5. Repent quickly and thoroughly. Don’t turn it into an enormous event. Don’t require a large number of people to get involved. Don’t force others to pin you to the mat before you give up. Just say, “I’ve sinned, I’m sorry, I’m changing, I have no excuse.

6. Seek and celebrate God’s grace at work in other Christians. God is at work in the lives of other people, seek it, encourage and nurture it. “I praise God.” “I see this in your life.” “I see what Jesus is doing in your heart.” “I see the ways in which you are growing.” Encourage and nurture that in others.

7. Cultivate a spirit of thankfulness. Thank people and thank God.And thank God for people.

8. Exalt the name of Jesus in all you do. Don’t ask, “what’s best for me?” but “what’s best for Jesus and his people?” “What will make Jesus look good because he is good?” What will exalt the name of Jesus? What will enable Jesus to be seen as glorious as he is? The right answer is always the one that makes Jesus look the best.

9. Laugh. Proud people have no sense of humor. They are so serious and they especially can’t laugh at themselves.“How dare you mock me!” Humble people can laugh and do laugh at themselves.

10. Sleep. Proud people don’t sleep well. They are worried. “How will this work out?” “What are people thinking?” “What are people saying?” “What are people doing?” “How are people perceiving me?” “How are they responding to me?” “What do they want from me?”

The book is one of my favorites and would be a good addition to your library.

False Humilty?

In 1908 the British writer G. K. Chesterton described the hijacking of the word “arrogance” to refer to conviction and “humility” to refer to doubt. Chesterton saw it coming:

What we suffer from today is humility in the wrong place. Modesty has moved from the organ of ambition. Modesty has settled upon the organ of conviction; where it was never meant to be. A man was meant to be doubtful about himself, but undoubting about the truth; this has been exactly reversed. Nowadays the part of a man that a man does assert is exactly the part he ought not to assert – himself. The part he doubts is exactly the part he ought not to doubt – the Divine Reason. . . . The new skeptic is so humble that he doubts if he can even learn. . . . There is a real humility typical of our time; but it so happens that it’s practically a more poisonous humility than the wildest prostrations of the ascetic. . . . The old humility made a man doubtful about his efforts, which might make him work harder. But the new humility makes a man doubtful about his aims, which makes him stop working altogether. . . . We are on the road to producing a race of man too mentally modest to believe in the multiplication table.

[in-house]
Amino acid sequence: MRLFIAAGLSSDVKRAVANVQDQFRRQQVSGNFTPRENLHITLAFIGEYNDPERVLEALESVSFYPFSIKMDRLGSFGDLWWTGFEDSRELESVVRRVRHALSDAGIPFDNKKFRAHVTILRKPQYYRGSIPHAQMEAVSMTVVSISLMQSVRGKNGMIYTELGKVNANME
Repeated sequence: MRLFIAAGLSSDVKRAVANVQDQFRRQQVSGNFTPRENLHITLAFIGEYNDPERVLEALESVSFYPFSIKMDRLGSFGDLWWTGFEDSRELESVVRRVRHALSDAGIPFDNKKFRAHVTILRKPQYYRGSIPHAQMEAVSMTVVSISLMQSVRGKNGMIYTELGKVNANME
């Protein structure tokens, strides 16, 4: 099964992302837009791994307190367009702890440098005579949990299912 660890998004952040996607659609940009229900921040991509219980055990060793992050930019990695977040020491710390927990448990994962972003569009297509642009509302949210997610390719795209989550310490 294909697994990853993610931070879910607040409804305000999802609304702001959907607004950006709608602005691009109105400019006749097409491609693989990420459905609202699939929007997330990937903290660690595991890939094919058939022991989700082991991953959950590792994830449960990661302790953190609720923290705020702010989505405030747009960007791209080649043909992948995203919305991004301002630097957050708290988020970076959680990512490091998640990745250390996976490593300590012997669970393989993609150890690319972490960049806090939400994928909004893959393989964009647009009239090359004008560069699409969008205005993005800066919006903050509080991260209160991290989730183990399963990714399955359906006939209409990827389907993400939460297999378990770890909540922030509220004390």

(Orthodoxy [Garden City, NY: Doubleday and Co., 1957], pp. 31-32)

John Piper said, “The most common response to this conviction is that Christians are arrogant. Modern-day humility would never cry, “Fire!” since the smoke might be vapor from the clothes drier.” If humility is not compliance with the relativism of sophomoric skepticism, what is it? This is important, since the Bible says, “God opposes the proud, but gives grace to the humble” (1 Peter 5:5), and “Everyone who exalts himself will be humbled, and he who humbles himself will be exalted” (Luke 14:11). God has told us at least five things about humility.

Read more from Orthodoxy & Orthopraxy
1 Comment

Trackbacks & Pingbacks

  1. Tweets that mention Orthodoxy & Orthopraxy | Clayton Reed --

Comments are closed.